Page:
An apparent gas explosion shook the East Village on Thursday afternoon and sparked a seven-alarm fire that leveled three buildings. The blast occurred at about 3:17 p.m. in 121 Second Avenue, near Seventh Street. That building was mixed-occupancy, with Sushi Park on the ground level and apartments above. Two other buildings, 119 and 123 Second Avenue, also caught fire and collapsed due to the explosion. Late on Thursday night, firefighters were still battling the blaze in 125 Second Avenue.
The FDNY said 19 people were injured in the blast, including five firefighters. Four civilians are in critical condition, and seven suffered minor injuries. Four of the firefighters were hospitalized and one was treated at the scene. At least one person is missing. Nicholas Figueroa, 23, was on a date at Sushi Park and his family said he hasn’t turned up in hospitals or shelters.
At a Thursday evening press conference, Mayor de Blasio said that earlier in the afternoon private contractors were performing work on 123 Second Avenue when Con Edison employees arrived to see if the property was eligible for a gas upgrade. ConEd spokesperson Michael S. Clendenin told the New York Times that workers had begun renovations on 121 and 123 Second Avenue back in August. “Based on records here, the building has had some work done inside; new gas service pipes; a lot of things; piping and such,” Clendenin said.
The work being done on Thursday failed the inspection, and ConEd gave the contractors instructions on how to fix it so that the gas work could be performed. An hour or so later, the building exploded. No reports of a gas leak had been called in prior to the explosion.
One Facebook user named Blake Farber posted a video and detailed description of the scene, claiming he walked by and smelled gas just before the explosion.
Witnesses said the apparent gas explosion “felt like an earthquake” and shook the building before it erupted into flames. They described people running away from the building after the explosion, some bleeding from their heads and hands. Writer Scott Westerfeld reported that he heard a “very loud boom” that set off car alarms. “Civilians were helping people out from wreckage blown across the street,” he tweeted.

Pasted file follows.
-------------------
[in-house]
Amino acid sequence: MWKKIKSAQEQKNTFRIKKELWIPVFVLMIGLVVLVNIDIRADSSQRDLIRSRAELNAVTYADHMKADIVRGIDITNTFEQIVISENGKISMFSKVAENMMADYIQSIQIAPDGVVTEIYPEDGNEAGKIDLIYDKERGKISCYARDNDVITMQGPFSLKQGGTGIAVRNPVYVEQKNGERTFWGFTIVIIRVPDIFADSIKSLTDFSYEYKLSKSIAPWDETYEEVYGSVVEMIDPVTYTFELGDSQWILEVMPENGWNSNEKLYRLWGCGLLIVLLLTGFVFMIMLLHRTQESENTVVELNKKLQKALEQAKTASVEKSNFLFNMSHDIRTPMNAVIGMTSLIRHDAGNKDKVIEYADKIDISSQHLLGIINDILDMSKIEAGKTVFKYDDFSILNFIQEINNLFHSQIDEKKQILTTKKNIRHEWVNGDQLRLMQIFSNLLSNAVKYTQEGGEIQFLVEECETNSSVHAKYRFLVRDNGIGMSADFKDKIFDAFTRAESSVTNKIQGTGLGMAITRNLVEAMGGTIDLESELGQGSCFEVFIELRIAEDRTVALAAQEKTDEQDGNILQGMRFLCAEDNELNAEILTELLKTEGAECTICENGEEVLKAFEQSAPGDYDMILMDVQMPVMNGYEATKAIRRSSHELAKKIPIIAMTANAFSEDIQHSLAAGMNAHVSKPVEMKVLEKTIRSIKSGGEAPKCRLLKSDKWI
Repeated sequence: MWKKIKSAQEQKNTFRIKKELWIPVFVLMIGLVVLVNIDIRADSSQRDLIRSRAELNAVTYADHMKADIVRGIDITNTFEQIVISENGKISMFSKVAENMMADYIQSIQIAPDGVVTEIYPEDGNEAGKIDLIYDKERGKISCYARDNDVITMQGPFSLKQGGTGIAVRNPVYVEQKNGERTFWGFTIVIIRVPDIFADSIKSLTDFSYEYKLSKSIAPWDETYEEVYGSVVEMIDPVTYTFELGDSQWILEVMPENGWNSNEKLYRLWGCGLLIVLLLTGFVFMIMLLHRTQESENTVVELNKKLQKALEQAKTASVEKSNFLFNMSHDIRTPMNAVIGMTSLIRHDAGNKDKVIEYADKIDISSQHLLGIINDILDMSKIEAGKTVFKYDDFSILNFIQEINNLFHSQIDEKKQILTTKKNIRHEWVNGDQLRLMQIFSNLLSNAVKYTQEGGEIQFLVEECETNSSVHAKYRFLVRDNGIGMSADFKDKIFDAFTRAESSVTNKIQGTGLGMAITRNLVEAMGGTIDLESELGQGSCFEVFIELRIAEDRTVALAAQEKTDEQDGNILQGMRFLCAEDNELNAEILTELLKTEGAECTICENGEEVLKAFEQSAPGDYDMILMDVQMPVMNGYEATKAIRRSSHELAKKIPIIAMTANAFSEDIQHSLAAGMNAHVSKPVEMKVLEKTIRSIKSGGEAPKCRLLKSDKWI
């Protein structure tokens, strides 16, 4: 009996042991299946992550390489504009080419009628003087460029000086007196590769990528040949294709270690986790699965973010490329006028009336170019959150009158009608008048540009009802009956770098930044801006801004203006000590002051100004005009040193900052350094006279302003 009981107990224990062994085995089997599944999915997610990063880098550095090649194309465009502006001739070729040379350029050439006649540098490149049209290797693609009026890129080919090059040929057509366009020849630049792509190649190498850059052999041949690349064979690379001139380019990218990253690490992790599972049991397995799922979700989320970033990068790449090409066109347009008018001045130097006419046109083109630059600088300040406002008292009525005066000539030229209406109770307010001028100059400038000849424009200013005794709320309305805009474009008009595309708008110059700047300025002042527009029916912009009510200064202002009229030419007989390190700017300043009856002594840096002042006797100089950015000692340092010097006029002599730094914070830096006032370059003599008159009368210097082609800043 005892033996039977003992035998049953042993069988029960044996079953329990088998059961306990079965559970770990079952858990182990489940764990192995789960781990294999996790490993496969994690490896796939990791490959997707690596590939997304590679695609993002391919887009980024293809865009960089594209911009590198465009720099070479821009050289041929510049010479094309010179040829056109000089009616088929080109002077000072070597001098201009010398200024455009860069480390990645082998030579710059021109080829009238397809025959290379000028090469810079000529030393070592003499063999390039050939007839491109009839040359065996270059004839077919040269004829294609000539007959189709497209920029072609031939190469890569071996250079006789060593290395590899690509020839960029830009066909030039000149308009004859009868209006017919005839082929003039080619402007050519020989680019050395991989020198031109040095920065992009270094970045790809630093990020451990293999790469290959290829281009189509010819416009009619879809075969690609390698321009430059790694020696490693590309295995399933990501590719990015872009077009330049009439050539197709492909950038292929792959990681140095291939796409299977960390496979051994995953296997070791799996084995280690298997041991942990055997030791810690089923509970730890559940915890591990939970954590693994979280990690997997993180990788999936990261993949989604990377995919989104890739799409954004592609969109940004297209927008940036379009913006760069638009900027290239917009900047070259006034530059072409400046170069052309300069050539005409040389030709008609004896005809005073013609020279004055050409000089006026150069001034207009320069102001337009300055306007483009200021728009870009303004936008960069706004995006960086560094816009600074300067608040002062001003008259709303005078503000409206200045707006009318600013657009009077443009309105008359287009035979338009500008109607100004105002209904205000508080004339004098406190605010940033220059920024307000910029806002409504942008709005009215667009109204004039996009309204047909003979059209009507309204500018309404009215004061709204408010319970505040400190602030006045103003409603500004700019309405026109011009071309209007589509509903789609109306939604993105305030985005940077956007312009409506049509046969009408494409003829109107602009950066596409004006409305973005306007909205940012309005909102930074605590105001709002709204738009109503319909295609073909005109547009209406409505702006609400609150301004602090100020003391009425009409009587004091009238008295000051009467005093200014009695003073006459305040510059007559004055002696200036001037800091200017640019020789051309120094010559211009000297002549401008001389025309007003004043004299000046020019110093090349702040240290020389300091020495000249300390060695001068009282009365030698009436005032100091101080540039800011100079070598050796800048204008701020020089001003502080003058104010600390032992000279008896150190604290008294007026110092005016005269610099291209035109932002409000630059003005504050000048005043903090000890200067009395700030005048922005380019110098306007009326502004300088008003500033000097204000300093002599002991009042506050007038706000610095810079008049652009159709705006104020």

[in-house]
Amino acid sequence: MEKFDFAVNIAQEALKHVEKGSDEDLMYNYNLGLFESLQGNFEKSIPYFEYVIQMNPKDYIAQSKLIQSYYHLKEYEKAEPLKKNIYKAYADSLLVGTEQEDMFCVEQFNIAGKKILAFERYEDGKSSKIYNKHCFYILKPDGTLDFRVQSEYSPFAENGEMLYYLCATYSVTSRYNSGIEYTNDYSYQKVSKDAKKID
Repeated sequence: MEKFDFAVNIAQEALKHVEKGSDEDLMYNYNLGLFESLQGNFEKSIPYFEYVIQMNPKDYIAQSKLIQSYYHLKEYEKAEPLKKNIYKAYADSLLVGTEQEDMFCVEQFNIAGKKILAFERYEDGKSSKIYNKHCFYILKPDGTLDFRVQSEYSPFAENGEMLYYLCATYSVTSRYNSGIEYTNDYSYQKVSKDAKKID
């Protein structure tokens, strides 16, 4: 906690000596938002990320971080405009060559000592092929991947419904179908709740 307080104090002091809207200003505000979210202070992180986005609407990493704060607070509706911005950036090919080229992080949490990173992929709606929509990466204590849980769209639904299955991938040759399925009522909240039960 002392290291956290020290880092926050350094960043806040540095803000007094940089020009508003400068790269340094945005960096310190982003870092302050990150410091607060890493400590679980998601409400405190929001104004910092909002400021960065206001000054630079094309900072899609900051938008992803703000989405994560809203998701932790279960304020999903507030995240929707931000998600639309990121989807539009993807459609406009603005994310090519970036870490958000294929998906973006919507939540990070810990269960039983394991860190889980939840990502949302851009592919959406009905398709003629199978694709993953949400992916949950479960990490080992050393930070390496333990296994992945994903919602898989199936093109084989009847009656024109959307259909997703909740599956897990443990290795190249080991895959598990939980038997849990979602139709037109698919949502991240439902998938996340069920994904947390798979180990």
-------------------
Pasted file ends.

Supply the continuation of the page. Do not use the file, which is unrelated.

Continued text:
One resident of 125 Second Avenue said she saw a man lying in the street. “It sounded like a big explosion and the frames came off the wall,” she said. “I looked outside and it just looked like a bomb had gone off.”
Joanie Educate, an NYU student who was evacuated from her dorm, describes the scene to Bedford and Bowery in the video below. “They were dragging people out of it all covered in dust and stuff and they were puking,” she says.
The Times reports that “residents of the buildings scrambling down fire escapes to escape the raging flames and others dashing out of the rubble as the walls collapsed around them.” In the video below, musician Austin Branda, who lives across the street, helps a neighbor stuck on the fire escape:
Branda told the Daily News that moments later, a man who identified himself as an off-duty firefighter scaled the fire escape searching for people caught in the building. “He was moving very deliberately, he went up very fast and he was looking in every window,” said witness Peter Frank. “It was very methodical. I saw him kick out at least one window.”
He made it back down just as heavy smoke began streaming out of the building. Flames were visible on the first floor as fire engines arrived on the scene.
Footage shot from nearby buildings shows a wild blaze consuming the building:
The FDNY captured video of the moment 123 Second Avenue collapsed:
Smoke from the fire could be seen and smelled across Manhattan and as far as other boroughs. The fire department advised city residents to keep their windows closed to prevent smoke from entering their homes.
On Thursday night firefighters were still battling the fire, though no flames were visible. Over the course of the day more than 250 firefighters were on the scene.
Pommes Frites, the Belgian fry restaurant located at 123 Second Avenue, thanked first responders for “immediately helping the injured and containing the fire.” They said their staff and customers were unharmed, and they hope to reopen someday. Several area businesses offered to help those affected by the fire, including Uber and the Standard, East Village, which offered residents of the collapsed buildings a complimentary three-night stay.
The city has set up P.S. 63 at 121 East 3rd Street as a temporary shelter equipped with Red Cross aid workers for anyone who was evacuated from the area. Josh Lockwood, regional CEO of the Red Cross, told Bedford and Bowery that the organization is prepared to set up an emergency shelter if necessary. “People are in shock,” Lockwood said. “We’re here to help them process the day’s events and help them think about the next couple of days and how they’ll get through.”
This post has been updated throughout.